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Governments long ago figured out that starting the new year in January is a drag, and it is long past time for the rest of us come to the same realization and change when we ring out the old and ring in the new, sing Auld Lang Syne and begin making resolutions.

January is always a slow time of year. Everyone is hung over from that massive month-long holiday "season" that begins with the carving of the turkey on Thanksgiving and ends with the ringing in of a new year at midnight on December 31. And when you start off the year with near record cold, like we saw last week, that just slows things down even more because people huddle up in the comfort of their home and don't go out to do anything. The only thing that makes for a worse start to the year in this part of the country is massive snowstorms, something we've seen in the past, or other severe weather.

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According to the Bureau of Economic Analysis, the U.S. economy contracted 2.9 percent in the first quarter last year. That was a bit larger than expected, but a lot of the drop was attributed to bad weather.

Growth increased 4.5 percent in the second quarter, and by 5 percent in the third quarter. And although new Senate Majority Leader Mitch McConnell in his opening speech last week gave all the credit for the growth to Republicans -- "The uptick appears to coincide with the biggest political change of the Obama administration's long tenure in Washington: the expectation of a new Republican Congress," McConnell said – the fact the he is actually talking about growth that occurred in the three months before the election would suggest that there were other factors at play.

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To be sure, many different factors will help determine whether our economy grows or shrinks in any given quarter, but with all due respect to McConnell, I suggest that the first quarter downturn has more to do with consumer burnout and harsh weather.

That's why we should look at changing when we usher in a new year. Our local governments operate on a July 1 to June 30 fiscal year, and there's something to be said for starting the budget year on a warm sunny summer day. More people are out and about. They are spending their money or going on family vacations. But June 30 is also the end of the second quarter. If winter was especially bad, or if it rained a lot in the spring, economic growth might suffer. That could put a damper on budgets.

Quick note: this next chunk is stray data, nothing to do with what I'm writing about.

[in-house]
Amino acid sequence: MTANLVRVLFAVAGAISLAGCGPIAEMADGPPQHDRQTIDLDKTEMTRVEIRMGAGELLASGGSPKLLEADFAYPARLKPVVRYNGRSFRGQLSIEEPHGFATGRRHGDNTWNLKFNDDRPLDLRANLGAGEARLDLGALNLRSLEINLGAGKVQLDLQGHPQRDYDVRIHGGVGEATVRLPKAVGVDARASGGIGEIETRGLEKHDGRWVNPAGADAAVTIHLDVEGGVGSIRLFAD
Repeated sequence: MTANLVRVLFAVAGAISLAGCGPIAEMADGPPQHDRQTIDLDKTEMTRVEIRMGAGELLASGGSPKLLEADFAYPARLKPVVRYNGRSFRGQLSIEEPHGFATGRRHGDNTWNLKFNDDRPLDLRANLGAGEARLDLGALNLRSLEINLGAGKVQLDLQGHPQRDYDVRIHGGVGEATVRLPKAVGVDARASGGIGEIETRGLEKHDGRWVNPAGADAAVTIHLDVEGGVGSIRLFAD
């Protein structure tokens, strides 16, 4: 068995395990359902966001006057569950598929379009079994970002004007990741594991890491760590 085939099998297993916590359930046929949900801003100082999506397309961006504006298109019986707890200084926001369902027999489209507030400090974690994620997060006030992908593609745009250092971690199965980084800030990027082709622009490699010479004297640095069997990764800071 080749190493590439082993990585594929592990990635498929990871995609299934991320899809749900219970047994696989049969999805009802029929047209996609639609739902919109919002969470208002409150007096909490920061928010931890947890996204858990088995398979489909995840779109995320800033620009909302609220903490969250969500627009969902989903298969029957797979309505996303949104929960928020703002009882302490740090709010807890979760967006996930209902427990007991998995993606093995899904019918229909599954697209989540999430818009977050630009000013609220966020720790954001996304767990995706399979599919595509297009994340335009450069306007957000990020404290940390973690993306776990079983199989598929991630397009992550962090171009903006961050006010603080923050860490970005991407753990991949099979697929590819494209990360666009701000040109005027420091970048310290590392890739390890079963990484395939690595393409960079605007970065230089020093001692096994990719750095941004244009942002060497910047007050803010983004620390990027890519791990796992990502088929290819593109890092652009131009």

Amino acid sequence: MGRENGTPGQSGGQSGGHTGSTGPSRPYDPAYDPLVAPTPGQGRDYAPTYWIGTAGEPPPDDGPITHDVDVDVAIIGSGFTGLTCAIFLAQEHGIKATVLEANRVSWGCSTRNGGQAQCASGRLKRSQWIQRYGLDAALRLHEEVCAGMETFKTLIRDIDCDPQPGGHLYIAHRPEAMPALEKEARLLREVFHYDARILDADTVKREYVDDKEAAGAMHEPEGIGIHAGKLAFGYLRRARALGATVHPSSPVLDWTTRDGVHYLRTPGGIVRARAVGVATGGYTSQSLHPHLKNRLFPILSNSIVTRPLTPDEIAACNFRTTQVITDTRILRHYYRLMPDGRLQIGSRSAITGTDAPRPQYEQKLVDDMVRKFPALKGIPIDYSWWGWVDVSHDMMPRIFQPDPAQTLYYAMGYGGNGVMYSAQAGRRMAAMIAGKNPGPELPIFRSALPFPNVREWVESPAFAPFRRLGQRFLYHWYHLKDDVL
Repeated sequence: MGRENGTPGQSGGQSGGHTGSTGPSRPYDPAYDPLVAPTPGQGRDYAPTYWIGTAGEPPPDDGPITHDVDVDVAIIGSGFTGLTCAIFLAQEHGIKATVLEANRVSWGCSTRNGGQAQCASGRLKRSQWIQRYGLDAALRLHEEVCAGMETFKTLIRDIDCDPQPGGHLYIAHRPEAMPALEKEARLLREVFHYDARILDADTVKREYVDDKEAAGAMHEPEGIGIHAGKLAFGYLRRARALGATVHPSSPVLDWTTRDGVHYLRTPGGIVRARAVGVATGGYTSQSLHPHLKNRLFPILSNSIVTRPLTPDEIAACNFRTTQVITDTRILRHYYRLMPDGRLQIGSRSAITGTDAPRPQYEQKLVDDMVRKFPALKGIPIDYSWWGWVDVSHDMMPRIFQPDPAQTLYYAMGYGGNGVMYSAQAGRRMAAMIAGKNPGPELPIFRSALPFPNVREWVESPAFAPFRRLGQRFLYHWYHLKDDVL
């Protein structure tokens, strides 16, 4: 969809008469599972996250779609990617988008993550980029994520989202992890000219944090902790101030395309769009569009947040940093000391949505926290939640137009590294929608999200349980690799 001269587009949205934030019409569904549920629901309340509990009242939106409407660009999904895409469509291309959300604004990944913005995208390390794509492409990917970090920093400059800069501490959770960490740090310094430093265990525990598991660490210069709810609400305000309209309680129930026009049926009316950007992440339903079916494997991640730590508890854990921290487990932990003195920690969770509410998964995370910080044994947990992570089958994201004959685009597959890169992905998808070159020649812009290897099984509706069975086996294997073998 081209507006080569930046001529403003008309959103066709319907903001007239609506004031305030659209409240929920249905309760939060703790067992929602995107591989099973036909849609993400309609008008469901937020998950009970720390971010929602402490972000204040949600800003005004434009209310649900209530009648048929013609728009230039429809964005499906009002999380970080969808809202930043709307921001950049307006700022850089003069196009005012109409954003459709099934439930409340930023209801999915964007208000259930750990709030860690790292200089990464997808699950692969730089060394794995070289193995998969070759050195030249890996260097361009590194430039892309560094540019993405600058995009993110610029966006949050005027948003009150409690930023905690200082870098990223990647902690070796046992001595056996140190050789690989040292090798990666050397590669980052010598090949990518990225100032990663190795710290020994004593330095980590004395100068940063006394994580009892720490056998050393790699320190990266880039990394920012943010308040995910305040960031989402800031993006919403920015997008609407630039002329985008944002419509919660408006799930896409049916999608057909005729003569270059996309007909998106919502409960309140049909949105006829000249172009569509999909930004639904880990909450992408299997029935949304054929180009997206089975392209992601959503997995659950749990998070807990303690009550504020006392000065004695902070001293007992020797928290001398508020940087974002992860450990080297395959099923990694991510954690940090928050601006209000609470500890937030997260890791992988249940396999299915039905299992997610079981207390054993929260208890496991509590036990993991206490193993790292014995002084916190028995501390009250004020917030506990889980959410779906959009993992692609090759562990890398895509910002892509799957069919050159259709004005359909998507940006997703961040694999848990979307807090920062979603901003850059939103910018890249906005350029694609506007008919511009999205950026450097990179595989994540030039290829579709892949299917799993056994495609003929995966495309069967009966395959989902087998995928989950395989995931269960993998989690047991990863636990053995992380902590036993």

The end of June is definitely better than the end of December for turning over a new year, but if we really want to take full advantage of our rampant consumerism, we should follow the lead of our federal government and begin the new year at what is now considered the start of the final quarter: Oct. 1.

Think about it. Even if the economy is bad, people are going to go out and spend money for the holidays. Plus, we have the added bonus of Halloween, a holiday where spending has been increasing for years. The end result is that, if we move the start of the year to Oct. 1, by the end of the first quarter we will almost certainly always see positive numbers.

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That's a far better way to start off the new year than how we do it now. Typically we start off in a hole because no one spends a lot of money in January. They are less likely to make major purchases, like a new home. Aside from the traditional run on milk, bread and toilet paper whenever a storm is predicted, there isn't a whole lot of positive economic activity happening at the start of a new year.

The only downside to changing when we start the new year is that it would mean that our taxes are due Jan. 15. In that regard, perhaps having a slow January and February is good because it allows people more time to get all their documents together and to file. Doing your taxes at the same time that you are out shopping for holiday gifts might cause folks to spend less. But then, there's no reason why we can't leave the tax collection part as it is. Just put the tax forms in a drawer or an old shoe box when they arrive in the mail in early October and wait until January to begin going through them, with the final due date still April 15.

It could work.

An economic slowdown in the second quarter – January through March – would be easier for us to weather than an economic downturn in the first quarter – January through March.

All in all, I think the positive aspects of the change would far outweigh the negative ones, and that's without even mentioning the positive impact of being able to watch all the parades, or even the famous crystal ball dropping in Times Square, without freezing your tail feathers off.

And that alone would be reason to make the change.

Jim Lee is the Carroll County Times' Editor. Email him at jim.lee@carrollcountytimes.com.

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